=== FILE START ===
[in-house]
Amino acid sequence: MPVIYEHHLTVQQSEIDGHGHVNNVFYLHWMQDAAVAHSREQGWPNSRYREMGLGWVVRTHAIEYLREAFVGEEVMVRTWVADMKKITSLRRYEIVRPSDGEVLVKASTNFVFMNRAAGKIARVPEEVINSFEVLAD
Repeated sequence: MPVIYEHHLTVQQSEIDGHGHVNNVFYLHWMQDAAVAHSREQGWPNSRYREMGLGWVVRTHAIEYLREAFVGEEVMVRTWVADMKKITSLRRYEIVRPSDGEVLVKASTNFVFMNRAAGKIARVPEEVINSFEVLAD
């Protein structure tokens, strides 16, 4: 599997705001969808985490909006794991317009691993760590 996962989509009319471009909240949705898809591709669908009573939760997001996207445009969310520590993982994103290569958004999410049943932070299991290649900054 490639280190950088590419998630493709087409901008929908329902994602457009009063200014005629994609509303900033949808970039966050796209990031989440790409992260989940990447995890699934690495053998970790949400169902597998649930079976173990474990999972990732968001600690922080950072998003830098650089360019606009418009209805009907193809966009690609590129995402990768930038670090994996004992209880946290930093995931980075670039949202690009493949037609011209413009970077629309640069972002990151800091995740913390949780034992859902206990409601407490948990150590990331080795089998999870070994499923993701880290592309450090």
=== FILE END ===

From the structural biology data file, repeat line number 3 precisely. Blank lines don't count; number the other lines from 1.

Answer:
Repeated sequence: MPVIYEHHLTVQQSEIDGHGHVNNVFYLHWMQDAAVAHSREQGWPNSRYREMGLGWVVRTHAIEYLREAFVGEEVMVRTWVADMKKITSLRRYEIVRPSDGEVLVKASTNFVFMNRAAGKIARVPEEVINSFEVLAD